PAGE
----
Mortal Life (1145-1187) Edit
Born Gaultier de Savoie, a French knight, Fasil was a firm believer in God and was among the leaders of the third Holy Crusade against the Infidels who held Jerusalem. He preached to his men that they were God's right hand, warriors of righteousness. His faith, however, faltered when he was taken prisoner by the Muslims, and came in contact with the Arab culture. He was taken to Damascus as a slave, and there, after learning not only Arab, but Persian, and reading the Koran, Gaultier found there were many ways to love God whatever name was used.
Gaultier converted to Islam, and was welcomed into Saladin's court. His name was changed to Iman Fasil ibn Said, after the Muslim who taught the Koran to him. Fasil had no qualms about betraying his fellow crusaders. Then came the year of glory for Saladin, when he got the upper hand over the French, starting with the Battle of Hittin and ending with the reconquest of Jerusalem. Fasil, however, wouldn't enjoy his victory; a Crusader sword stabbed him through the chest, ending his life.
Immortal Existence (1229-1985) Edit
Fasil felt disgruntled about coming back to life: he found himself with no reward, even though he had done the proper thing and died on the field of battle. Where was the paradise promised? Where were his fifty houris, his eternal reward? Fasil had been looking forward to fighting the good fight, to repaying Saladin for his kindness and generosity, even to dying in Saladin's name. He had been a true believer, after all. But Fasil was alive, and well aware he had been killed. And had been cheated of paradise.
Fasil went back to his master among those soldiers who had survived Hittin, and felt for the first time the presence of an immortal: his mentor turned out to be Said (aka Haroun al-Rashid) a fellow immortal, himself one thousand years old. Haroun instructed him in the Game, told him that his immortality was not only a proof that Allah existed, but also that he was doing his will. Fasil took this to heart and went on fighting for the Saracens until the year 1229, when Al-Kamel delivered Jerusalem to the Emperor Frederic II. This triggered an outcry of indignation throughout the Arab world. Fasil, disillusioned and weary of war, felt he had done his part in Allah's name. He was ready for peace.
Fasil's chronicle during this period revealed a deeply divided soul. His belief in Allah still held firm. But by this time, Fasil had died on various battlefields a score of martyr's deaths. Fasil decided he should explore the vast world, and followed his mentor, Haroun, to southern Europe, toward Spain. En route, Haroun died, losing his head to Haresh Clay; the Moor gained a ferocious enemy who would hunt him for eight centuries.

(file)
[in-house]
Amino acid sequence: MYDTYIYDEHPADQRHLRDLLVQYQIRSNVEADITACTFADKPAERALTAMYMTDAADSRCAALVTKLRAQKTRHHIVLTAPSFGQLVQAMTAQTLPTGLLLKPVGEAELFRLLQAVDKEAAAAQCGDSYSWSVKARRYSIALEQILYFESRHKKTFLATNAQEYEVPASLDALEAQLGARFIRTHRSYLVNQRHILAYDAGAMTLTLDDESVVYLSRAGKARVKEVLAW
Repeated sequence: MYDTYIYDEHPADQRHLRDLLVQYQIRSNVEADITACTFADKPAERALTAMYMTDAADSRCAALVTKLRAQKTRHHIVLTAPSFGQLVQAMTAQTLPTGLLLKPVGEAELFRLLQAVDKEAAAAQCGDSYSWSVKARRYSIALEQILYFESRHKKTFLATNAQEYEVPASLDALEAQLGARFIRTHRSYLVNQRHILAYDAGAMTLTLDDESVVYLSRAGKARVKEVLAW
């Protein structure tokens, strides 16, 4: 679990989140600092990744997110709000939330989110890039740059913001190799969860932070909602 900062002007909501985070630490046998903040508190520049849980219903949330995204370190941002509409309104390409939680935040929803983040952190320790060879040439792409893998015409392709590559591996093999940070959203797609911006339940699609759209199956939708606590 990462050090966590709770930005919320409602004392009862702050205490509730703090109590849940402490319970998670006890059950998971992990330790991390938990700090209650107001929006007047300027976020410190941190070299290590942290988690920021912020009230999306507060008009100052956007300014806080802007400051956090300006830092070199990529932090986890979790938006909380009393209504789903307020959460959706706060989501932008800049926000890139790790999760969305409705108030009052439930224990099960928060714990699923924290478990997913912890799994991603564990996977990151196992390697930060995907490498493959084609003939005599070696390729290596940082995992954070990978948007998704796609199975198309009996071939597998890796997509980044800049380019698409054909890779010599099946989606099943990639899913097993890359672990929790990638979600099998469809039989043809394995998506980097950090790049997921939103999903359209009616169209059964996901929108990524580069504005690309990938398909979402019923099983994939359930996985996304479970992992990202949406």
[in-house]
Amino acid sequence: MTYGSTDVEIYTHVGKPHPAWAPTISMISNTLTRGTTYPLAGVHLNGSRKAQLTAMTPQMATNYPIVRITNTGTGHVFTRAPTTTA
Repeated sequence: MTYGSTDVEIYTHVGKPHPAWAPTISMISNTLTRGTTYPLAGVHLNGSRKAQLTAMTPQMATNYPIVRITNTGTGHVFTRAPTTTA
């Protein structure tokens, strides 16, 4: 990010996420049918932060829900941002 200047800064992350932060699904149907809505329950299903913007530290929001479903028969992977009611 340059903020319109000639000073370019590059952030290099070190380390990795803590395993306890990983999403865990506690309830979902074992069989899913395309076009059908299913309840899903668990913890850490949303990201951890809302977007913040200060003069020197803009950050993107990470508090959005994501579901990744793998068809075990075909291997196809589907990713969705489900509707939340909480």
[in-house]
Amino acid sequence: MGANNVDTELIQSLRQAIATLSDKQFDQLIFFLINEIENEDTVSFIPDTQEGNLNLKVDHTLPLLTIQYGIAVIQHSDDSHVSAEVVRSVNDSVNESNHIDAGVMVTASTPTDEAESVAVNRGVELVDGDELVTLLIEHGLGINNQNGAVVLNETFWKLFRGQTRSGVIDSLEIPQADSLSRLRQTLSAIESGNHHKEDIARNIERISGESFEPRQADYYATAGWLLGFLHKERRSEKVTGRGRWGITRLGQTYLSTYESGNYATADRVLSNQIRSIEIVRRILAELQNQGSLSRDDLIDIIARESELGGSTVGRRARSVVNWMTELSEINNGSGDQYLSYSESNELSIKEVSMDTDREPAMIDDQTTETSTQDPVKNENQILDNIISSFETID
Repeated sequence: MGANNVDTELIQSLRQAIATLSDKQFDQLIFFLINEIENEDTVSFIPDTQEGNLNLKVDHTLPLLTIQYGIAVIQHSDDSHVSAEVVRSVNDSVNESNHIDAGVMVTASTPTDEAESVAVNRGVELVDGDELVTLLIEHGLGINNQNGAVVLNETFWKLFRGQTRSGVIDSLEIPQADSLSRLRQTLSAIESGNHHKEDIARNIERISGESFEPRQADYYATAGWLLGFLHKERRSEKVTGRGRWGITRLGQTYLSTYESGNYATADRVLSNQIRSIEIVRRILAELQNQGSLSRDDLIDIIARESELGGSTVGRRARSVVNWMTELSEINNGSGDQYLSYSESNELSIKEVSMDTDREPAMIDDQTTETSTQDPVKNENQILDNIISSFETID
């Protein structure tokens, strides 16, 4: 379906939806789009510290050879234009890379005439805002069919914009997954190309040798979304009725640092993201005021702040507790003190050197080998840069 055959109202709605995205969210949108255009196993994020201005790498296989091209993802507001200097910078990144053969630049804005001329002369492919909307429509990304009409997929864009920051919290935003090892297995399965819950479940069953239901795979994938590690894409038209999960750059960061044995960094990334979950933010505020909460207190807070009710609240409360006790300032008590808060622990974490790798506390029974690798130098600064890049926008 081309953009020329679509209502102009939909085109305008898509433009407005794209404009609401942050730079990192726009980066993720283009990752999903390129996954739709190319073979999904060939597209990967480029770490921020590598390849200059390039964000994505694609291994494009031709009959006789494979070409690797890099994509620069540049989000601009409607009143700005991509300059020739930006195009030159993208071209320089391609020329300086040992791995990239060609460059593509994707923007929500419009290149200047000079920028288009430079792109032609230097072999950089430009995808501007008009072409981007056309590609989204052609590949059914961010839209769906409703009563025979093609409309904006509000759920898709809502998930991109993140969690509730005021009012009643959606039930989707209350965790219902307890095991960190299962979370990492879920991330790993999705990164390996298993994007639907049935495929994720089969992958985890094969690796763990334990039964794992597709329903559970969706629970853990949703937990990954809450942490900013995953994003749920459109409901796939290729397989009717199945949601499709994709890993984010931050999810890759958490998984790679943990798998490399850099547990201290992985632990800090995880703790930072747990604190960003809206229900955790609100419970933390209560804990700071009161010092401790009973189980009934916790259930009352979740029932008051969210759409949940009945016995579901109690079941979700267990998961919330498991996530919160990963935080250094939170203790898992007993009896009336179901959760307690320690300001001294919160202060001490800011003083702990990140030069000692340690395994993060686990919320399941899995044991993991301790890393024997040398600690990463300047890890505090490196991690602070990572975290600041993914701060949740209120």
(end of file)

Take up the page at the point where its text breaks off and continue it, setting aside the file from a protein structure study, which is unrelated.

In Toledo, around 1592, Fasil made a new friend in the person of Armando Torres, a former student of Don Quixote, and a dreamer. A master sword smith who taught Fasil about the Renaissance in Europe, and who presented him with a beautiful gift when Fasil married his foster-daughter Constanza: a Toledo Salamanca sword rapier, a wonder of a weapon which Fasil used until his death. After thirty years of marriage, and the death of his beloved wife, Fasil wandered back to Syria, finding the country changed, and settled in Istanbul for almost half a century. There, after three changes of identity, (Don Diego Torres y Sanchez, Fasil Say, and Al Rahman), he became captain of the city's guard until a fatal wound forced him to flee.
Feud with the MacLeods Edit
Fasil became an active participant in the Game, killing with abandon, gaining ferocious enemies and killing people who might have been his friends in other circumstances. He met both Connor and Duncan MacLeod and started a feud with them after killing a young protege of Connor's. In 1656, he went to the immortal Hamza el-Kahir for counsel and advice. After that, Fasil gave up his faith and hired himself out to circuses around Europe, working as an acrobat. He did various jobs, took several heads and even fought Connor on three separate occasions.Fasil had regained a bit of the person he used to be: meeting Charles Mako and Carmina La Morte apparently did him good, because he did afterward return with renewed faith. He continued playing the Game, but succeeded at putting his life together. Later, he worked in law enforcement in Damascus, again a believer in Allah. And then he felt a strange pull to New York.
Detecting fellow Immortal Connor MacLeod at a wrestling match, he met MacLeod in the car park and challenged him. There after an intense battle, in which he briefly held the upper hand, MacLeod got the best of Fasil and took his head and his quickening.
In the 1985 film Highlander: Fasil was played by the English actor Peter Diamon, a graduate of the Royal Accademy of Dramatic Arts (RADA), would go on to become an accomplished stuntman and Fight-Arranger in both TV and Films.